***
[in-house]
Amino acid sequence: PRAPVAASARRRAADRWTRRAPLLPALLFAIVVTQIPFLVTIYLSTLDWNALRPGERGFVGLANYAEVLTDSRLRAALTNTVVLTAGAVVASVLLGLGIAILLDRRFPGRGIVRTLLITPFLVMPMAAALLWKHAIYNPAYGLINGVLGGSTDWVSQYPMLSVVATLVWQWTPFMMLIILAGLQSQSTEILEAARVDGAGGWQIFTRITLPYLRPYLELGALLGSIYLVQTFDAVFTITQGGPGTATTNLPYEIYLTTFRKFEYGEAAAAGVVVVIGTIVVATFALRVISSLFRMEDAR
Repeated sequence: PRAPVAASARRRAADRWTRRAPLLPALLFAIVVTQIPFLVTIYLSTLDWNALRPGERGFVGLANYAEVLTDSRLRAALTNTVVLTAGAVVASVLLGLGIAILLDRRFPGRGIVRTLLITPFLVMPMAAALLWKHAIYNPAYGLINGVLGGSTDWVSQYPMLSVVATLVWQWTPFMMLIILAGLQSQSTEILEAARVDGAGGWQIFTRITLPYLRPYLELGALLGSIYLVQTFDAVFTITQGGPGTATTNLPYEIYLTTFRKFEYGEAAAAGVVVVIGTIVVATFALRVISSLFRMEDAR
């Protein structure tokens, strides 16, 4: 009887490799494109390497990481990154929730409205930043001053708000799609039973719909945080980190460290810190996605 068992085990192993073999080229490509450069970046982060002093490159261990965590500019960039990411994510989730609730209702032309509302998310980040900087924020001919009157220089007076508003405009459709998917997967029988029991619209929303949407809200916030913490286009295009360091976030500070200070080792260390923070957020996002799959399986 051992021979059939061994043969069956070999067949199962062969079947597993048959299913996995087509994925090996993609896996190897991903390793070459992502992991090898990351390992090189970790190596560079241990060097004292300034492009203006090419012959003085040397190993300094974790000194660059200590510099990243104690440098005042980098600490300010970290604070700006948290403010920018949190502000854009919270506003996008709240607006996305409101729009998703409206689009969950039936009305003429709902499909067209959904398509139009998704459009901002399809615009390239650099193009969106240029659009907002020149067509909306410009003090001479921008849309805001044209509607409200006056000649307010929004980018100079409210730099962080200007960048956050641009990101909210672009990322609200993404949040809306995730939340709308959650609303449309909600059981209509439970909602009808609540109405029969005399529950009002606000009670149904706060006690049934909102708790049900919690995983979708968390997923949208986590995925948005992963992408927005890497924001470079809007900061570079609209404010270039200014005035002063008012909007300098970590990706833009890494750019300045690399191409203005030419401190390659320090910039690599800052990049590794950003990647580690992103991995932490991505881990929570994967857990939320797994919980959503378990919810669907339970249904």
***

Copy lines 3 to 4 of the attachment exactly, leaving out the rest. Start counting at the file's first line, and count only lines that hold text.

Repeated sequence: PRAPVAASARRRAADRWTRRAPLLPALLFAIVVTQIPFLVTIYLSTLDWNALRPGERGFVGLANYAEVLTDSRLRAALTNTVVLTAGAVVASVLLGLGIAILLDRRFPGRGIVRTLLITPFLVMPMAAALLWKHAIYNPAYGLINGVLGGSTDWVSQYPMLSVVATLVWQWTPFMMLIILAGLQSQSTEILEAARVDGAGGWQIFTRITLPYLRPYLELGALLGSIYLVQTFDAVFTITQGGPGTATTNLPYEIYLTTFRKFEYGEAAAAGVVVVIGTIVVATFALRVISSLFRMEDAR
């Protein structure tokens, strides 16, 4: 009887490799494109390497990481990154929730409205930043001053708000799609039973719909945080980190460290810190996605 068992085990192993073999080229490509450069970046982060002093490159261990965590500019960039990411994510989730609730209702032309509302998310980040900087924020001919009157220089007076508003405009459709998917997967029988029991619209929303949407809200916030913490286009295009360091976030500070200070080792260390923070957020996002799959399986 051992021979059939061994043969069956070999067949199962062969079947597993048959299913996995087509994925090996993609896996190897991903390793070459992502992991090898990351390992090189970790190596560079241990060097004292300034492009203006090419012959003085040397190993300094974790000194660059200590510099990243104690440098005042980098600490300010970290604070700006948290403010920018949190502000854009919270506003996008709240607006996305409101729009998703409206689009969950039936009305003429709902499909067209959904398509139009998704459009901002399809615009390239650099193009969106240029659009907002020149067509909306410009003090001479921008849309805001044209509607409200006056000649307010929004980018100079409210730099962080200007960048956050641009990101909210672009990322609200993404949040809306995730939340709308959650609303449309909600059981209509439970909602009808609540109405029969005399529950009002606000009670149904706060006690049934909102708790049900919690995983979708968390997923949208986590995925948005992963992408927005890497924001470079809007900061570079609209404010270039200014005035002063008012909007300098970590990706833009890494750019300045690399191409203005030419401190390659320090910039690599800052990049590794950003990647580690992103991995932490991505881990929570994967857990939320797994919980959503378990919810669907339970249904």